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Special Project: America's Wall: Decades-Long Struggle To Secure US-Mexico Border

UCSD Students Say Deeper Racism Exists On Campus

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UC San Diego administrators stage a campus-wide "teach-in" today about a recent spate of racially-charged incidents against African Americans on campus. Black student groups plan to hold a news conference before the campus-sanctioned event. The students believe these incidents reflect a deeper sense of racism at the university.

— UC San Diego administrators stage a campus-wide "teach-in" today about a recent spate of racially-charged incidents against African Americans on campus. Black student groups plan to hold a news conference before the campus-sanctioned event. The students believe these incidents reflect a deeper sense of racism at the university.

African American student Bijon Robinson is a top scholar and athlete at UCSD. Dozens of colleges tried to recruit her. Now she regrets her decision.

“We (her family) came from struggles and this was an accomplishment being here. But I would prefer to go somewhere else than to be here, knowing that I have to look over my back because people want me dead,” Robinson said.

Robinson is referring to a note found at UCSD last week that read "Compton lynching." The note surfaced about a week after a group of UCSD fraternity members organized a party to mock Black History month.

Students were invited to the so-called Compton Cookout. The invitation told women to come as “ghetto chicks” with “nappy hair” and “a very limited vocabulary.” Malt liquor and watermelon would be served.

Some say the Compton Cookout was just meant to be a parody. But Robinson and her bestfriend Eliz Diop are not laughing.

“The whole party was planned to dehumanize our culture,” Diop said. “They chose to emphasize the parts of our culture we have no control over. Who wants to live in the ghetto?”

Many minority students have said the incidents speak to a larger problem. African Americans make up only 2 percent of UCSD’s student population. The majority are whites and Asians. Plus, one small group of students has exacerbated the racial tensions by publishing inflammatory material in an alternative newspaper called The Koala.

Those students also appeared on a student-run TV program using racially offensive words in support of the Compton party. Now there’s a freeze in funding for student TV. Kris Gregorian is Koala’s editor in chief. He ducked an interview with a joke.

“The Koala communication protocol dictates we do not provide statements to the press unless beer is provided. The overarching goal is beer,” Gregorian said.

This kind of joking around is a sign of new generational trends, says San Diego State University sociologist Jean Twenge. She’s the author of Generation Me. She says her research shows young people today are increasingly self-absorbed – and few have any grasp of what something like the civil rights movement meant.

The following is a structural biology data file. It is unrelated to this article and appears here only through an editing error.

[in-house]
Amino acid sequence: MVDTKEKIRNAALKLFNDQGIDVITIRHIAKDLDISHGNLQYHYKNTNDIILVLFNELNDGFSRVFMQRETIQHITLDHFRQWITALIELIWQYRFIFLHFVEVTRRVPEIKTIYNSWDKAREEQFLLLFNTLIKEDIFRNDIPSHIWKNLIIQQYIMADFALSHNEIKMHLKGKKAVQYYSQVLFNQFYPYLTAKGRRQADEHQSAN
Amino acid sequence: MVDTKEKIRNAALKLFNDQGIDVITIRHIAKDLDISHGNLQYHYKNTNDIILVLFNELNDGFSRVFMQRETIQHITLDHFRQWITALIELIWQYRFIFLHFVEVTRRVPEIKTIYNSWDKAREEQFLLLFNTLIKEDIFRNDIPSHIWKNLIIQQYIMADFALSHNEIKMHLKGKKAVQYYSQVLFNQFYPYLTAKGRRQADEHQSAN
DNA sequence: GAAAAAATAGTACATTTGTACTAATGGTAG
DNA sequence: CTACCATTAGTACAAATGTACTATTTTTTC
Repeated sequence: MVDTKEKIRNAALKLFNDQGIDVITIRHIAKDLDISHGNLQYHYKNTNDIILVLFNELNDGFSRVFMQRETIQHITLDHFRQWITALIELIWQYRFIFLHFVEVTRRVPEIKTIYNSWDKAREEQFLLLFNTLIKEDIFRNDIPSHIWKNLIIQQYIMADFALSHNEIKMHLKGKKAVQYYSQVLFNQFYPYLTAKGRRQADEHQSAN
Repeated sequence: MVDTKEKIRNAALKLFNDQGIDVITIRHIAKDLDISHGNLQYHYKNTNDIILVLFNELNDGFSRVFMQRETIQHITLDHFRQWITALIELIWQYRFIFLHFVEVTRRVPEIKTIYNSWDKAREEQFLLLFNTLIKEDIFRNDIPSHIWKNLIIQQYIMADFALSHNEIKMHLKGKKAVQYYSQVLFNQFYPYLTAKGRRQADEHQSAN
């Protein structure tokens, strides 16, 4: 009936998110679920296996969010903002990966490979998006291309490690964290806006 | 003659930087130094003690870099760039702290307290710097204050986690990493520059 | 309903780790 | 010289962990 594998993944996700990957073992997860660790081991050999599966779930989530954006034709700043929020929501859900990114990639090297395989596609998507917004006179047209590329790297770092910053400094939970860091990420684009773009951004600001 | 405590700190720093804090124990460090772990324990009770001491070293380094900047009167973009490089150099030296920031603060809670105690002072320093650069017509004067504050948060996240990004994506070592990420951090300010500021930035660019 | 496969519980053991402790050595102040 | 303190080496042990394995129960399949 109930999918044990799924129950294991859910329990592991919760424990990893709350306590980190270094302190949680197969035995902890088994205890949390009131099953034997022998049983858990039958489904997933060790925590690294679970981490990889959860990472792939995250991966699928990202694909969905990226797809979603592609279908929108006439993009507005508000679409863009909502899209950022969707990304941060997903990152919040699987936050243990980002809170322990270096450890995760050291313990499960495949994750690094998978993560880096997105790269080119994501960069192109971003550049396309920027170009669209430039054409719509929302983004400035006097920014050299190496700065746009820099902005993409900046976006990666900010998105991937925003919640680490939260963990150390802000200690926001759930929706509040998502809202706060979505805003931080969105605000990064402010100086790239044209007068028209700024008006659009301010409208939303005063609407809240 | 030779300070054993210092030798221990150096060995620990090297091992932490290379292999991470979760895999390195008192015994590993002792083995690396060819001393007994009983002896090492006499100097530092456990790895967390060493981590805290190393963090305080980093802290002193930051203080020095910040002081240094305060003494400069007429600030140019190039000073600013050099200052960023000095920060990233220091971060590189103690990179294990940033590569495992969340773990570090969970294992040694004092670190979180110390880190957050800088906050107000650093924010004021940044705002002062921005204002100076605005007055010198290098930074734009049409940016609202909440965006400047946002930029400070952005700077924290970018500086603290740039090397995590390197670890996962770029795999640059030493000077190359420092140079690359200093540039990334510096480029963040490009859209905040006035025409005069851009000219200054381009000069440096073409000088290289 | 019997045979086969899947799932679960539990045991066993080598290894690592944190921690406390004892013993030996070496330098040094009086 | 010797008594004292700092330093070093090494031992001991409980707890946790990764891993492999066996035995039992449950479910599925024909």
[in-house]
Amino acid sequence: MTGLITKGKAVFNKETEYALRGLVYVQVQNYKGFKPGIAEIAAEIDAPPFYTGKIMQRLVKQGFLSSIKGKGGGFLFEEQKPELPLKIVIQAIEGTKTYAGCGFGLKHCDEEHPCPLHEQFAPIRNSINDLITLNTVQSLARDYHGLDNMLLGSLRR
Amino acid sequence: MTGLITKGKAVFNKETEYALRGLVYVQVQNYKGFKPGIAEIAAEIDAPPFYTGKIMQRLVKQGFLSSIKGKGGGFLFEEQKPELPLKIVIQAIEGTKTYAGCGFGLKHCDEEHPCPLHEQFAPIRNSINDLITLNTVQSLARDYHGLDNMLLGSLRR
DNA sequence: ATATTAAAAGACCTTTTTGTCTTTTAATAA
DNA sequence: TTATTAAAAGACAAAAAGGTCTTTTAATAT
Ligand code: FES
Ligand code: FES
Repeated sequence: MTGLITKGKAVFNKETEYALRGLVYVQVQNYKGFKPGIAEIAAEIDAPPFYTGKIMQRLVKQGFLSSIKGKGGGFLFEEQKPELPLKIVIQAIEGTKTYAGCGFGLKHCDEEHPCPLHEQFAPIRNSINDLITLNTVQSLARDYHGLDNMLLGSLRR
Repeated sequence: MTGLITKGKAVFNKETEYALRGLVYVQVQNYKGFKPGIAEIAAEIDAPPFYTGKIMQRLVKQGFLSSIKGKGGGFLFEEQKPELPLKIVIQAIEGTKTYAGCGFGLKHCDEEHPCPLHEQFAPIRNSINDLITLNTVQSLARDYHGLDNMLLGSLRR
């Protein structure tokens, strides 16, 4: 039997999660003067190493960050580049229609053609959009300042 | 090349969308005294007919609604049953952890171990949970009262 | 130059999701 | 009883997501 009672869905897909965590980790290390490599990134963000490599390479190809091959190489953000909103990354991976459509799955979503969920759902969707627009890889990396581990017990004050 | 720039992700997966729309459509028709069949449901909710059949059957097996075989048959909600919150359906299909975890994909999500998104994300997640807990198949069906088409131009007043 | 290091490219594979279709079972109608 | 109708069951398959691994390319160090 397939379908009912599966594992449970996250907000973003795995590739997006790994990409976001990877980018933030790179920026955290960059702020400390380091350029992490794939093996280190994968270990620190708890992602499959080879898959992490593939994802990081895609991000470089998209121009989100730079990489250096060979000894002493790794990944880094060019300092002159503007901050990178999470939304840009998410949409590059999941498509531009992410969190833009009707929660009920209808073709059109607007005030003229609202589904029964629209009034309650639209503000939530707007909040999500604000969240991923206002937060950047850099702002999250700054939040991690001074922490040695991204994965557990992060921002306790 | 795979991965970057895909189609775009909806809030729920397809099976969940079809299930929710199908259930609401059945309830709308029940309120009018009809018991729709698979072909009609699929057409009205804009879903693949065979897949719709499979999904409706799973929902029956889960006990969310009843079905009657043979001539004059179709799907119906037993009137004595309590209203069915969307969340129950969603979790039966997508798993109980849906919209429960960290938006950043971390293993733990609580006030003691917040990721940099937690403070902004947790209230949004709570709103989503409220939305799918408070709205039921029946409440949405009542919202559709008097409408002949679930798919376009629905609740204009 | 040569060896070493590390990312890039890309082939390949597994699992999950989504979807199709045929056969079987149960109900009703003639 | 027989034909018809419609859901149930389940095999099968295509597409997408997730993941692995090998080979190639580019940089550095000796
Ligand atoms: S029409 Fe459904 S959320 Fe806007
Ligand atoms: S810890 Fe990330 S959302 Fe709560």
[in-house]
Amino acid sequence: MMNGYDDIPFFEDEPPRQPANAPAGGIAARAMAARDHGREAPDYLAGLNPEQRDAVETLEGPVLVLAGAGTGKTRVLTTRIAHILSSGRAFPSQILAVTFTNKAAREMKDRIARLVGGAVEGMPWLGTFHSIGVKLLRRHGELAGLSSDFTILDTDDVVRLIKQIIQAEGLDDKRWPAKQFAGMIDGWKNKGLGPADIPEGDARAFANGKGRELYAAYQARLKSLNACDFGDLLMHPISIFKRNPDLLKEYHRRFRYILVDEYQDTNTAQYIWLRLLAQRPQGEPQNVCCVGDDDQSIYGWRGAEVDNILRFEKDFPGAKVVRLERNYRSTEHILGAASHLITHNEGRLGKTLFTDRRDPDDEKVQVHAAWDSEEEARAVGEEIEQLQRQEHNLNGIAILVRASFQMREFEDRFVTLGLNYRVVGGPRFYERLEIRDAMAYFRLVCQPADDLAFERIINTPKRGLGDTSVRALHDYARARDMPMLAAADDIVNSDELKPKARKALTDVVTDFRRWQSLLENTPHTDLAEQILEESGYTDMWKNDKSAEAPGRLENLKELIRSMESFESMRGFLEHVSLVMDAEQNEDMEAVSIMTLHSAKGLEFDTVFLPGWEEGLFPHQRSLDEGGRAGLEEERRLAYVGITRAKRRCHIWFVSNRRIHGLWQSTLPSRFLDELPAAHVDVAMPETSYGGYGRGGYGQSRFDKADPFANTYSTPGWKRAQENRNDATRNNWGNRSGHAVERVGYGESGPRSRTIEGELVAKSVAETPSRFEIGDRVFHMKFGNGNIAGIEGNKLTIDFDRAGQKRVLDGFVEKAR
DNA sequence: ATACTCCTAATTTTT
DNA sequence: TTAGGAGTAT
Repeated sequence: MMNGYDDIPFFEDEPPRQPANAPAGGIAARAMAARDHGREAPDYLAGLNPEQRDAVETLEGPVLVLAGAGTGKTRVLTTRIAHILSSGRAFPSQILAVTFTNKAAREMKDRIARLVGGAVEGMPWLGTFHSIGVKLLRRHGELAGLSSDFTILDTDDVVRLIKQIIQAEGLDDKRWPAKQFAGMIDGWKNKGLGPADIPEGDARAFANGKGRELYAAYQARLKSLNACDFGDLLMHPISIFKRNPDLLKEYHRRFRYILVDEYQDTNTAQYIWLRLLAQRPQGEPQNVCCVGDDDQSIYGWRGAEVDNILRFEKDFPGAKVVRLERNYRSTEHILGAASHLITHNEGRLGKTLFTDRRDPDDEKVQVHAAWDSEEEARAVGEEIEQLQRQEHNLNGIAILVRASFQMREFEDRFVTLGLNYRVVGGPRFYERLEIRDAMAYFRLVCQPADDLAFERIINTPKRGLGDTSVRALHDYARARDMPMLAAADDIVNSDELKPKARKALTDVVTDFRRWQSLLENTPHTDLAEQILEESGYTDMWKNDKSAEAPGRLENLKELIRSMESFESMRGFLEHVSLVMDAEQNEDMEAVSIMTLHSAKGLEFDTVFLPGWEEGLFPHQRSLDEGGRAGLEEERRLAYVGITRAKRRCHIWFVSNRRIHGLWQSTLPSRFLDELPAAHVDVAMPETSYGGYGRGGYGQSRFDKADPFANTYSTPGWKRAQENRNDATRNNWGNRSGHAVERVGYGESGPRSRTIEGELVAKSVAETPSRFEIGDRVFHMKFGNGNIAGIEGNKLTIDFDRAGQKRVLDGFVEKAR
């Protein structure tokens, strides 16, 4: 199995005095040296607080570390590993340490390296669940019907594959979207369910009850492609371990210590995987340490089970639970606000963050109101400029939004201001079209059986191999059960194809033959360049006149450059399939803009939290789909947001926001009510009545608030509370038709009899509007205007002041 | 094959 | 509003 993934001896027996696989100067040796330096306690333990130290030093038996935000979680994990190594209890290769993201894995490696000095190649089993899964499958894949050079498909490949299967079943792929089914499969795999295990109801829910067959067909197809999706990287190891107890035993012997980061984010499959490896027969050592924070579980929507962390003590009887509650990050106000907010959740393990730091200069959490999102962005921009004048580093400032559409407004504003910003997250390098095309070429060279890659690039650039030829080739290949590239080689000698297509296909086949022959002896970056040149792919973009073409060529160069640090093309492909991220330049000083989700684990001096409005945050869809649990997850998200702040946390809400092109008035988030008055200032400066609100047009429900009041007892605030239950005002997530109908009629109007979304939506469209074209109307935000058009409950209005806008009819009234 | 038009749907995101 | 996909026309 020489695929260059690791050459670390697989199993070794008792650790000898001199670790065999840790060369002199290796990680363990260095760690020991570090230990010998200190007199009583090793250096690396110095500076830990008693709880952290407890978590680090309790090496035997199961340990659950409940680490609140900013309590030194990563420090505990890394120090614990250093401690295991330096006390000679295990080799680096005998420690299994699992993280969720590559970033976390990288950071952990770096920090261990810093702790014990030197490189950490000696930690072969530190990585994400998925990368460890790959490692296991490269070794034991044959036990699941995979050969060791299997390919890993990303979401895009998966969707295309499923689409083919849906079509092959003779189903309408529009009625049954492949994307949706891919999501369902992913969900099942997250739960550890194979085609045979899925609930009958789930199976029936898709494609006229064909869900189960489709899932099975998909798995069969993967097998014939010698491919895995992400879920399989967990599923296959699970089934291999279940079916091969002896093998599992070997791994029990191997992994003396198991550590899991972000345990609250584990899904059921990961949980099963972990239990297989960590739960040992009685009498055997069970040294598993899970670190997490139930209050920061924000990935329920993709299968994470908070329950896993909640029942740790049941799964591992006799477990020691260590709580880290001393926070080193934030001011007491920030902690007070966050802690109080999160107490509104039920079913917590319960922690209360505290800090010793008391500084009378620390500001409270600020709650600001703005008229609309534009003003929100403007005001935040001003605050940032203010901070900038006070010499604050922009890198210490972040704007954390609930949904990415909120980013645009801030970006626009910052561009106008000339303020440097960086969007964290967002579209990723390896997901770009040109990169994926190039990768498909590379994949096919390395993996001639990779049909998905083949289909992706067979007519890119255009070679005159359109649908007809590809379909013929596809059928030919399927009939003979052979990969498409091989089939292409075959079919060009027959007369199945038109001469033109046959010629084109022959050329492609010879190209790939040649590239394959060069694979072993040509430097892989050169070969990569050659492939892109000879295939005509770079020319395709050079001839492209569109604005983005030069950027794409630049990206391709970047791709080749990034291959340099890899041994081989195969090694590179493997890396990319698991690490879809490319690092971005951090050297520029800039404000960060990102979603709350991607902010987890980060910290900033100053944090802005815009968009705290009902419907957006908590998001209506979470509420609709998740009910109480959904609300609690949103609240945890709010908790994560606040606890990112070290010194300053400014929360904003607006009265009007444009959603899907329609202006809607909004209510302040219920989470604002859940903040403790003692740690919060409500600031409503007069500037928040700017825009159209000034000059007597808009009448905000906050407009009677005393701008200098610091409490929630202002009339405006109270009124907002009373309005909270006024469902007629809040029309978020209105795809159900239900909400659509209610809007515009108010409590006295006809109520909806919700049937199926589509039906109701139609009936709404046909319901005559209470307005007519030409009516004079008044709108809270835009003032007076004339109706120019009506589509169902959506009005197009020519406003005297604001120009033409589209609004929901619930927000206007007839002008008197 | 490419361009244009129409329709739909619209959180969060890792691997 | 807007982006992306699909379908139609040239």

“They (students) maybe don't even have a lot of understanding of the history. They saw this as another group, and some of the people in this group do some things that they could have some fun with. And they don't understand the deep pain and the prejudice and discrimination that has happened in the past,” Twenge said.

A group of black community leaders hang their heads in prayer on a Saturday afternoon in Southeast San Diego. Many of them lived through the civil rights era. Now they’re meeting to discuss the problems young black people face today.

Baye Kes Ba Me Ra is with the Pan African Association of America. He says the problem at UCSD is bigger than just a few students.

“Its not just what the students did. It's a reflection of the individuals who run the institution,” he said.

Penny Rue is vice chancellor of student affairs at UCSD. She says the university has been trying to make the campus a more hospitable place for minority students. For instance, UCSD does send many admission letters to black students, but many don’t accept. They go to other schools like UC Berkeley. She says it’s a dilemma for UCSD.

“There are things that make it difficult. One is California law. Prop. 209 prevents us from using race in any way as a level of analysis,” Rue said.

Proposition 209 was the end to affirmative action in California. Rue says the university is trying to increase the number of underrepresented students on campus using other strategies.

And last week, black student leaders presented a list of 32 demands to help fix what they call a “racial state of emergency.” Officials say they will meet many of their demands. Minority students say the real test comes after the campuswide teach-in and once the media scrutiny fades.

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